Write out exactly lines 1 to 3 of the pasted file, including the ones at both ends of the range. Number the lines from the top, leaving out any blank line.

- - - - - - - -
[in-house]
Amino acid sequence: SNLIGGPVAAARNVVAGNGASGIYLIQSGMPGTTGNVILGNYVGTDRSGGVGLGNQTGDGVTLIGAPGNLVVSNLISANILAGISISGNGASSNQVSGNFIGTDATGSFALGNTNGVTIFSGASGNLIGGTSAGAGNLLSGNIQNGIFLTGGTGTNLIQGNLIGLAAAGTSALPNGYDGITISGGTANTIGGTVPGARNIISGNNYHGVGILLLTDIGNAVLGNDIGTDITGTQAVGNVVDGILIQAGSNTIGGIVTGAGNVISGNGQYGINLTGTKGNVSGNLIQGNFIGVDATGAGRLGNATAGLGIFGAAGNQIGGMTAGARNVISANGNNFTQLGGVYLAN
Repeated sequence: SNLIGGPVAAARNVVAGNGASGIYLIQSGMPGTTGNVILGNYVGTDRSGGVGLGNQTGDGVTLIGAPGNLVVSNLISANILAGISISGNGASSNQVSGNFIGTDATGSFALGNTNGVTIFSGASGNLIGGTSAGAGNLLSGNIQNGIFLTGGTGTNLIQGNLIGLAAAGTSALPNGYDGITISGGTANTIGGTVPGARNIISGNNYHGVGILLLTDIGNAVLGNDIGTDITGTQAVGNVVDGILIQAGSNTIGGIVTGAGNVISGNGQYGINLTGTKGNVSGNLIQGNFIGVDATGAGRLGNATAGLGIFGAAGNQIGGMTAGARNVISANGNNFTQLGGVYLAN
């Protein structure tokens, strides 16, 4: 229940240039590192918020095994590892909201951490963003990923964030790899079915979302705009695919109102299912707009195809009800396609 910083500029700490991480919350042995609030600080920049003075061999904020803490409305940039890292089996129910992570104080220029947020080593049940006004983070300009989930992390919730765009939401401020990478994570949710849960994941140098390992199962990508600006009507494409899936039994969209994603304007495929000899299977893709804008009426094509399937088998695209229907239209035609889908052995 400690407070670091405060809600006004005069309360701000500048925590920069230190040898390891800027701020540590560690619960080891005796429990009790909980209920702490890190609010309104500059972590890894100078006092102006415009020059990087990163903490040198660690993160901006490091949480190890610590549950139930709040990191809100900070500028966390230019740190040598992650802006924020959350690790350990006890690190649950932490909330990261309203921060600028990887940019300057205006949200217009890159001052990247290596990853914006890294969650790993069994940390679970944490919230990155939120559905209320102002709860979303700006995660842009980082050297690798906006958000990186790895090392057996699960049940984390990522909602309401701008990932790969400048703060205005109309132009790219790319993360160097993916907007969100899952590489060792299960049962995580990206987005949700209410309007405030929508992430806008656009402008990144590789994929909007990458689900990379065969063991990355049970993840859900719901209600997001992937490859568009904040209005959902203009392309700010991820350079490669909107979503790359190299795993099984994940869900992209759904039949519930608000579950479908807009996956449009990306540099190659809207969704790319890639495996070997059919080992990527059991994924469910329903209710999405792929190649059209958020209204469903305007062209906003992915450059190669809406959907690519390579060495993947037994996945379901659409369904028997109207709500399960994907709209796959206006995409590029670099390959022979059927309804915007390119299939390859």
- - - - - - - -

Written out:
[in-house]
Amino acid sequence: SNLIGGPVAAARNVVAGNGASGIYLIQSGMPGTTGNVILGNYVGTDRSGGVGLGNQTGDGVTLIGAPGNLVVSNLISANILAGISISGNGASSNQVSGNFIGTDATGSFALGNTNGVTIFSGASGNLIGGTSAGAGNLLSGNIQNGIFLTGGTGTNLIQGNLIGLAAAGTSALPNGYDGITISGGTANTIGGTVPGARNIISGNNYHGVGILLLTDIGNAVLGNDIGTDITGTQAVGNVVDGILIQAGSNTIGGIVTGAGNVISGNGQYGINLTGTKGNVSGNLIQGNFIGVDATGAGRLGNATAGLGIFGAAGNQIGGMTAGARNVISANGNNFTQLGGVYLAN
Repeated sequence: SNLIGGPVAAARNVVAGNGASGIYLIQSGMPGTTGNVILGNYVGTDRSGGVGLGNQTGDGVTLIGAPGNLVVSNLISANILAGISISGNGASSNQVSGNFIGTDATGSFALGNTNGVTIFSGASGNLIGGTSAGAGNLLSGNIQNGIFLTGGTGTNLIQGNLIGLAAAGTSALPNGYDGITISGGTANTIGGTVPGARNIISGNNYHGVGILLLTDIGNAVLGNDIGTDITGTQAVGNVVDGILIQAGSNTIGGIVTGAGNVISGNGQYGINLTGTKGNVSGNLIQGNFIGVDATGAGRLGNATAGLGIFGAAGNQIGGMTAGARNVISANGNNFTQLGGVYLAN